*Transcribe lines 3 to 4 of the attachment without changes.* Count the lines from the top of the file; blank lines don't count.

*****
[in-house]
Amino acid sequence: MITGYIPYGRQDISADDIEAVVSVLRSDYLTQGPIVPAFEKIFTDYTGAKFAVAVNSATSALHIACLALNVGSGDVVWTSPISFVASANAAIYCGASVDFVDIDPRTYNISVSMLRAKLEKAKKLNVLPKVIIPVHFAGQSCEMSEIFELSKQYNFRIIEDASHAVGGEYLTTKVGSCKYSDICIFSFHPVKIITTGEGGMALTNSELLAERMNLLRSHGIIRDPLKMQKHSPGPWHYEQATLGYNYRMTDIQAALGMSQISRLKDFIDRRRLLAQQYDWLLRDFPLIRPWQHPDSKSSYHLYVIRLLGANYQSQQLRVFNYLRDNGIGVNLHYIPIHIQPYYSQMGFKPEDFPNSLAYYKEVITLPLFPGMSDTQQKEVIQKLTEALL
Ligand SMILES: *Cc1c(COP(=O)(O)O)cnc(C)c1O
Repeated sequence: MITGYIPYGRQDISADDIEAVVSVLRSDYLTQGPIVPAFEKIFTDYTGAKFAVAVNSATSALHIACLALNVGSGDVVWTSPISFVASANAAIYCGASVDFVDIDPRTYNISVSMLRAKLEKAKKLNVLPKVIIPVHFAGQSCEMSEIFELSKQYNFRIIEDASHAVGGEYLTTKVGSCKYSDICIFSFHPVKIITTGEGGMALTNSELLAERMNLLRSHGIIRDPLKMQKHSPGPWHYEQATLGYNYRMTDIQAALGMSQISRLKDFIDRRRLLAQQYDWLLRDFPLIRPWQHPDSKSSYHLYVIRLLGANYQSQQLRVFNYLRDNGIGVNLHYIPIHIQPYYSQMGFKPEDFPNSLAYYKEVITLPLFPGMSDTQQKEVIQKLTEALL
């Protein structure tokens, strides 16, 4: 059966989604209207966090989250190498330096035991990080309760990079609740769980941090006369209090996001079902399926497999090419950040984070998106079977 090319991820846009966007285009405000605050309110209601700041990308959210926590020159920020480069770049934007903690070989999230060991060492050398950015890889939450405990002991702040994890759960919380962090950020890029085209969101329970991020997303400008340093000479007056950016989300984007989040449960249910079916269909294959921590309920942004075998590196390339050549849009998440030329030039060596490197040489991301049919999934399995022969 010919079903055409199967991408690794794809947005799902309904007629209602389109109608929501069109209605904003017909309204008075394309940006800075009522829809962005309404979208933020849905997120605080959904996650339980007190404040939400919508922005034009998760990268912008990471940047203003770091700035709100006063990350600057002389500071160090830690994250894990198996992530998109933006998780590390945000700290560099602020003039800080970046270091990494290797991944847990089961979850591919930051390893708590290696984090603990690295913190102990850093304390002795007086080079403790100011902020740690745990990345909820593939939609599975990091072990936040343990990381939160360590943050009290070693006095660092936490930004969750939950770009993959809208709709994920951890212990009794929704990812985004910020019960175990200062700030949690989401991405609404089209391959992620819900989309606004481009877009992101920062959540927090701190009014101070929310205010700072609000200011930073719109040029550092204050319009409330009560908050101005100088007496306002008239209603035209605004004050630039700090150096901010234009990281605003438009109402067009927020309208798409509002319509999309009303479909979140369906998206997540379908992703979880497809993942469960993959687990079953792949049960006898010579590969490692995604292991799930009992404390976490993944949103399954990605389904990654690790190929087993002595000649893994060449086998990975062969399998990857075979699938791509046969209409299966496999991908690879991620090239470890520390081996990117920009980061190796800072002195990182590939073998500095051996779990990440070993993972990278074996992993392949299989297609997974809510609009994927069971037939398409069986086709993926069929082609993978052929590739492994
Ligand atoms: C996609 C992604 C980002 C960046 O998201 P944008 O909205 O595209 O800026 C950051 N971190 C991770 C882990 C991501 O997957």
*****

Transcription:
Ligand SMILES: *Cc1c(COP(=O)(O)O)cnc(C)c1O
Repeated sequence: MITGYIPYGRQDISADDIEAVVSVLRSDYLTQGPIVPAFEKIFTDYTGAKFAVAVNSATSALHIACLALNVGSGDVVWTSPISFVASANAAIYCGASVDFVDIDPRTYNISVSMLRAKLEKAKKLNVLPKVIIPVHFAGQSCEMSEIFELSKQYNFRIIEDASHAVGGEYLTTKVGSCKYSDICIFSFHPVKIITTGEGGMALTNSELLAERMNLLRSHGIIRDPLKMQKHSPGPWHYEQATLGYNYRMTDIQAALGMSQISRLKDFIDRRRLLAQQYDWLLRDFPLIRPWQHPDSKSSYHLYVIRLLGANYQSQQLRVFNYLRDNGIGVNLHYIPIHIQPYYSQMGFKPEDFPNSLAYYKEVITLPLFPGMSDTQQKEVIQKLTEALL